Dakota Murphey, Decoration, Garden Design, How To

As much as we’d love to have a huge garden where we can relax, play with our children and host parties, for the majority of urban homes in the UK, this is far from reality. The demand for city living has meant that homes are getting evermore compact, featuring gardens and outdoor spaces to match.

For those of us that have managed to snag a comfortable home with at least a little outdoor space, it’s usually a priority to make it work as hard as possible. Here are our top tips for making the most out of every inch.

maximising a modestly sized garden

1. Think vertically

When floorspace is at a premium, it’s time to look upwards. Planters with a small footprint are your friend, helping you squeeze as many plants into your garden as you desire. As well as hanging baskets and trellises, look for stepped herb gardens, potted wall panels and other DIY planter ideas.

2. Play with illusion

You might be surprised what a little visual trickery can achieve. Take a weekend to paint your walls or fences in a bright colour, and invest in a few pretty solar lights to brighten dark corners and add depth to flower beds and shrubs. Mirrors are the ultimate tool for making your garden seem bigger. Here are a few ways in which they can be used creatively and with subtlety to create the illusion of an endless space.

3. Don’t forget the driveway

If you’re lucky enough to have a garage and driveway attached to your property, you might be able to save some valuable space here, too. Conventional up-and-over garage doors are known for “kicking out” at the bottom, meaning that you can’t have a car parked too close to the front if you want to get inside. Switch this for a roller door and you’ll regain a good few feet of useable driveway.

4. Divide and conquer

If you want to be able to use your outdoor space for multiple activities, consider visually splitting the space up into different areas. It’s amazing what a difference can be made simply by marking out designated areas for gardening, socialising and playing. Use decking, patio slabs, and clear borders to separate pathways, flowerbeds, seating areas and your lawn. You’ll be surprised as to how much space you actually have.

garden dividers

5. Prioritise pruning

Unfortunately, small gardens simply don’t have the space for unwieldy plants. If you want to keep flowers and shrubs in a modest space, you have to be fairly strict about pruning them back so that they don’t overwhelm what little space you have. You can make this easier for yourself by choosing plants that work particularly well in small spaces.

6. Pick your furniture wisely

Choosing the right garden furniture and accessories is essential if you want to maximise the space you have. Anything that folds away or stacks together is your friend. That goes for tables and chairs, washing lines and anything storage solutions. You should also look for slimline designs that don’t take up too much visual space – think ‘minimal’.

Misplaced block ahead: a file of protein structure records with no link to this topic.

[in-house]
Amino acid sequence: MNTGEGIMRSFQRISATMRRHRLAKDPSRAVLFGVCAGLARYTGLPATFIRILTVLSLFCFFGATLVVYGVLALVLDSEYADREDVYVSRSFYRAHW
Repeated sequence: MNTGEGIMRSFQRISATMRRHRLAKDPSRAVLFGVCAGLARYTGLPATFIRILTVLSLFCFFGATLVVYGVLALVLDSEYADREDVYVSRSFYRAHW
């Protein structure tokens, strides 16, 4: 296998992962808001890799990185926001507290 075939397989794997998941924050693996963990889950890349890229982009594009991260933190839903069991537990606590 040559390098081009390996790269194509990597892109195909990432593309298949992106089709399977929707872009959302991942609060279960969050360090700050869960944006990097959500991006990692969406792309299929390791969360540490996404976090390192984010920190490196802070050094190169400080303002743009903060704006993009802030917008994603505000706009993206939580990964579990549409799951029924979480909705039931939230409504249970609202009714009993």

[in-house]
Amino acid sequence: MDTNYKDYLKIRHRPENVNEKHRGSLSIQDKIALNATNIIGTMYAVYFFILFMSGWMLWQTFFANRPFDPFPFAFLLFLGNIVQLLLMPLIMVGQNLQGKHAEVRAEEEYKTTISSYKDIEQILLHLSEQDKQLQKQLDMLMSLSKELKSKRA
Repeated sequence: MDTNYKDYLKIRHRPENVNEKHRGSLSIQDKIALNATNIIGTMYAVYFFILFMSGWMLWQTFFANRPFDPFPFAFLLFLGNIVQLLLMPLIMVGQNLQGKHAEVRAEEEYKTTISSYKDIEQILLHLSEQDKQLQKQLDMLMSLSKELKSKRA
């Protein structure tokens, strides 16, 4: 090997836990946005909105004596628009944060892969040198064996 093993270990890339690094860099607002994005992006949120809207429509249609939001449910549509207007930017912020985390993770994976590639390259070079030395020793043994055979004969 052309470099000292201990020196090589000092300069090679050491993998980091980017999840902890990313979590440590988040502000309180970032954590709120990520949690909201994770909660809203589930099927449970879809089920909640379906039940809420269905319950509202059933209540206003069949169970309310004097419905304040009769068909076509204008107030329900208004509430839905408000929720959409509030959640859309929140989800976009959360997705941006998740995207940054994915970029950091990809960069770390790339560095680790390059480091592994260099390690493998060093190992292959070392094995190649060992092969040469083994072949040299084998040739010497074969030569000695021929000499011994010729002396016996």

The other option is to get as much of your furniture working double-time. Benches can double-up as storage boxes. Seats can fold out into loungers. Potting benches can be used as storage and flower display stands.

7. Re-evaluate your shed

How much storage do you actually need in your garden? Chances are, if you have a shed, you’re not using it as much as you could be. Now is the time to go through everything that’s stored in there and assess whether you really need it more than you need a little more room in your garden. Can you replace it with a smaller unit – a lean-to, or half-height shed, perhaps? Alternatively, is there now enough room that you could spruce it up and use it as a garden room in summer?

decorate garden shed

Most of us wish we could have a little bit more garden space but this just doesn’t always fit with a modern lifestyle. Instead of worrying that somebody else’s lawn is greener, appreciate the space that you do have by making the most of every feature – you’ll soon be able to see it for the charming, low-maintenance gem that it is!

Dakota Murphey

Dakota Murphey is an independent content writer who regularly contributes to the horticulture industry. She enjoys nothing more than pottering around her gardening in the sunshine. Find out what else Dakota has been up to on Twitter, @Dakota_Murphey.

Dakota Murphey, Decoration, Gardening Year, How To, Make over

If you need more space in your home but an extension or a loft conversion is out of the question, how about putting a log cabin in your garden? Garden buildings have come a long way since the ‘outbuildings’ of old. Contemporary garden rooms can be designed exactly to your specifications and to meet whatever requirements you may have. From teenage den to guest suite, music studio to home office, it all becomes possible with the help of a good builder.

Here are just a few examples of how your new garden studio office might look:

garden office

home office building
Image Source: Whitehead Builders

log cabin

outdoor office
Image Source: Home Building

If you’re thinking of a garden office, this can be a clever and cost effective way to extend the usable space in your home, while adding interest by making use of your home’s natural surroundings. What’s more, a professionally designed and installed garden office will look fantastic and add value to your home too.

However, when it comes to specifying your new home office, there are some key decisions that need to be made at the outset to ensure that your log cabin offers the home comforts you need for all-year use.

1. Insulation

As a starting position, all garden buildings that are designed for year-round use need to be fully insulated. When you specify your garden office, make sure you choose a twinskin log cabin which comes with cavity filled wall insulation, as well as full roof and floor insulation.

Standard levels of insulation provide a better thermal performance than you would find in a mobile home, while upgraded insulation levels are comparable to those of a modern brick-built house. Once insulated, the walls of your log cabin garden office can be the equivalent thermal value of a solid wall, which is much thicker.

2. Heating

Even with high levels of insulation and double glazed windows in your garden building, chances are you will need additional heating to keep warm during the colder months. There are several heating options.

  • Wall mounted electric convector heaters are the traditional choice
  • Wall mounted electric infrared heating panels are energy efficient as they don’t heat unnecessary space
  • Underfloor heating is unobtrusive and space saving